This past week was Veterans Day. It is a day when we honor and remember those who have served to protect the nation. In our community, it has been a tradition to honor the memory of those who did not safely return to these shores after serving their country.
Since 2004, our community has had a vigil in honor of the fallen. From 2004 to 2006, we held name reading services on Veterans Day on which all the names of those who had died in Iraq and Afghanistan were read. These were important services, and meaningful to those who came, but were not reaching the numbers of people we had hoped. Beginning in 2007, our community began to erect a memorial on the quad: crosses and other markers for each U.S. serviceman and -woman who had died in the wars. Alongside the memorial were the names of those fallen. We have followed this tradition every Veterans Day since.
We fashion the memorial as a battlefield cemetery like those in France or the National Cemetery in Arlington. Rows of crosses, stars of David, crescents, and other markers, adorned and unadorned, to represent the war dead. The memorial usually crosses a path so that pedestrians walk through it, the same way they would at a cemetery, the silent witness of the markers and the names a reminder of the sacrifice made.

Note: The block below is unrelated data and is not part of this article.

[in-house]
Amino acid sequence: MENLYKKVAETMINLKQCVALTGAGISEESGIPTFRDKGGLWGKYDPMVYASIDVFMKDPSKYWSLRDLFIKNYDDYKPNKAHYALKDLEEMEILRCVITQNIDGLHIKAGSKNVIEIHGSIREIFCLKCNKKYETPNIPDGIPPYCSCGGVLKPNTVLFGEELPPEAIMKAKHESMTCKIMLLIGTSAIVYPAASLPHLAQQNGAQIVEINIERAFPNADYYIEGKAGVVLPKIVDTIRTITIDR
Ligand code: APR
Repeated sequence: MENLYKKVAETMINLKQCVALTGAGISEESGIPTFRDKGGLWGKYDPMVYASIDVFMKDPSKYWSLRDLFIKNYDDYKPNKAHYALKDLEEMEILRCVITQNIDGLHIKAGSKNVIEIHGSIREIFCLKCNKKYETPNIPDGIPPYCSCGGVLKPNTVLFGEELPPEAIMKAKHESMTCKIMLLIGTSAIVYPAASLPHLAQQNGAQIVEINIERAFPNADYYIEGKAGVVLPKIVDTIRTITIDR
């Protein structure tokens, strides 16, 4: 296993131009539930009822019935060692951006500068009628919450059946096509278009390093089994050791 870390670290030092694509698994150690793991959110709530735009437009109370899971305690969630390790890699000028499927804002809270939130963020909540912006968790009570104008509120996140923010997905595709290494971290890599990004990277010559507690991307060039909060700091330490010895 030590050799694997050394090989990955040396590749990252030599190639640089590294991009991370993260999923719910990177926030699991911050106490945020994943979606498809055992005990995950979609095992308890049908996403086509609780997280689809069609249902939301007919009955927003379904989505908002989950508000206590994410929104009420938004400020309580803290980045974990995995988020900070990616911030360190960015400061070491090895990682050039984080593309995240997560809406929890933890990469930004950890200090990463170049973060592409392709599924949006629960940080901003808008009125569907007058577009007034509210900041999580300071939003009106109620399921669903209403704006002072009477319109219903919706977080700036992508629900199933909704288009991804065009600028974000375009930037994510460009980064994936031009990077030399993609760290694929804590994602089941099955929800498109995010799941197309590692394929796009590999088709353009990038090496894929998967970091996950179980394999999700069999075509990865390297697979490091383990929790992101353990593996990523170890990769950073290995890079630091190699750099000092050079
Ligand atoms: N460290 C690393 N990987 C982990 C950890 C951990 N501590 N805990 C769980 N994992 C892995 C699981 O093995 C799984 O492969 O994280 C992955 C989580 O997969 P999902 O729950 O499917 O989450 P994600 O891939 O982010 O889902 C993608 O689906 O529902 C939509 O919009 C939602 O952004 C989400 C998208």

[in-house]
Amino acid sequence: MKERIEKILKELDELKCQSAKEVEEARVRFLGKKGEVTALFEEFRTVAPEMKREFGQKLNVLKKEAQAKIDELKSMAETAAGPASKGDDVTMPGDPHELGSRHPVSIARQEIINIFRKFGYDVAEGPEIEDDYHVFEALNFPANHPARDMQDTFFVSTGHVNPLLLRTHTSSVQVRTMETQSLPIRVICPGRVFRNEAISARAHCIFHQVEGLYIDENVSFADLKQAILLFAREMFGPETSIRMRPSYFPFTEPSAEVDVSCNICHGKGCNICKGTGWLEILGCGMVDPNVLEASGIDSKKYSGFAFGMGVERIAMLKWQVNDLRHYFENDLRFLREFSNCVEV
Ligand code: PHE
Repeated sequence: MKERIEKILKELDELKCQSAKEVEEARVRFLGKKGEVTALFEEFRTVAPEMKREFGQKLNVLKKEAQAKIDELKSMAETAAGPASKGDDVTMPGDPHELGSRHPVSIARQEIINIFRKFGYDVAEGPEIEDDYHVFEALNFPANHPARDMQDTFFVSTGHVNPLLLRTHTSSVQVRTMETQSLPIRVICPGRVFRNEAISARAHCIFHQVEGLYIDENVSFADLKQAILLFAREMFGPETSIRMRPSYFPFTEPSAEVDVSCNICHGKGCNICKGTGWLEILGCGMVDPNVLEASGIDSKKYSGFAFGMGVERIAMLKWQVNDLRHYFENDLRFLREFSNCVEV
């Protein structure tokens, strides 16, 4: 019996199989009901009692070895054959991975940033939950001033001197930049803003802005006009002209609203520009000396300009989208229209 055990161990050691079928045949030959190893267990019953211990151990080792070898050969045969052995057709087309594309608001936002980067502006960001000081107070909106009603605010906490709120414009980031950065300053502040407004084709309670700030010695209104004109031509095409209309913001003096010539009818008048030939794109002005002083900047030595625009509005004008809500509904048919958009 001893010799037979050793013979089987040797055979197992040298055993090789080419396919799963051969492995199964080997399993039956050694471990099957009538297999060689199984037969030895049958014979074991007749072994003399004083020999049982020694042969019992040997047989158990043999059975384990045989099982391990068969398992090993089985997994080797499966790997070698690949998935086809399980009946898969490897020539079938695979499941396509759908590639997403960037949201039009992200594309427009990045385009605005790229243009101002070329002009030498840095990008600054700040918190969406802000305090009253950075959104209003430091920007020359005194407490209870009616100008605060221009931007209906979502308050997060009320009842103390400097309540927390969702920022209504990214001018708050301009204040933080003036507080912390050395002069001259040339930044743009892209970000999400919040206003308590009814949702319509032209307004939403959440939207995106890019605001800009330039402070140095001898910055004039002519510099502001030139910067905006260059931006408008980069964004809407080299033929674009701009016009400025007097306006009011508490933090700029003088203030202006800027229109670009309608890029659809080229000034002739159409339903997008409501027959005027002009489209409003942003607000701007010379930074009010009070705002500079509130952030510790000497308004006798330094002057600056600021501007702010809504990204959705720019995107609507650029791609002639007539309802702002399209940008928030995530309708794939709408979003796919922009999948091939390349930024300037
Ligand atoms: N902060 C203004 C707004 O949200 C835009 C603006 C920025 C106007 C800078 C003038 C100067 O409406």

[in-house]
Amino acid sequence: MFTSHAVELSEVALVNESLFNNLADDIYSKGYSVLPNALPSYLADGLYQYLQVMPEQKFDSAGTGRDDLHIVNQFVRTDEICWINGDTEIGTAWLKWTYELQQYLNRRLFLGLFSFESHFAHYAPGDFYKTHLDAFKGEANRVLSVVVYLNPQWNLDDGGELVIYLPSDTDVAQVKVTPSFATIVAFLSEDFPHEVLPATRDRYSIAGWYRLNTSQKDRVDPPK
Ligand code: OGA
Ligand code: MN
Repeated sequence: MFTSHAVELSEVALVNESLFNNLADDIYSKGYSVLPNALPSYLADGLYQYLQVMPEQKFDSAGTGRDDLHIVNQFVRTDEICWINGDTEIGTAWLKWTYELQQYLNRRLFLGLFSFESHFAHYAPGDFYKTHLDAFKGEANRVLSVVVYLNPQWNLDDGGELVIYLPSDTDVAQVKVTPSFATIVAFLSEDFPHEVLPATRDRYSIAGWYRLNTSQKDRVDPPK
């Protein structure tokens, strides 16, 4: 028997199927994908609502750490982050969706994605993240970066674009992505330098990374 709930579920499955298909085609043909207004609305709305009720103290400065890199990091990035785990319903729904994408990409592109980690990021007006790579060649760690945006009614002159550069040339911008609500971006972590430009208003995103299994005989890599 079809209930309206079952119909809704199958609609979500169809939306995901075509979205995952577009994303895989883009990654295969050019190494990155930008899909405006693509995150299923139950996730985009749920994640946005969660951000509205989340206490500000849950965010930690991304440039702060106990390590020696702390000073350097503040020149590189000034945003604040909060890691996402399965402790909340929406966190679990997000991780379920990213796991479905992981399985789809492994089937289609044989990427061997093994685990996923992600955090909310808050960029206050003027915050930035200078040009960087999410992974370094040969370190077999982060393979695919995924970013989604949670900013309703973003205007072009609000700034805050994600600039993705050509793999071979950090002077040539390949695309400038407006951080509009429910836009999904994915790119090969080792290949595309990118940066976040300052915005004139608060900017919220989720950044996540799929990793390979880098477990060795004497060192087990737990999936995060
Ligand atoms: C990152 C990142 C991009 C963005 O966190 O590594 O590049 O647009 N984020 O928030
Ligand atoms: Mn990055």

Remembrance is an important part of faith. Remembrance calls us back to another time, it calls us to relive that time, to place ourselves in that experience. We cannot speak dispassionately of the honor due our Veterans without recognizing the cost to the lives of their fallen comrades. Remembrance keeps us grounded.
But remembrance does not look only to the past. Remembrance helps us to look to the future. And in remembering the names of those who have died, we not only give honor to their sacrifice, but we remember the promises of God, and remembering their sacrifice helps us to hasten the day when “nation shall not lift up sword against nation, neither shall they learn war any more.” (Isaiah 2:4)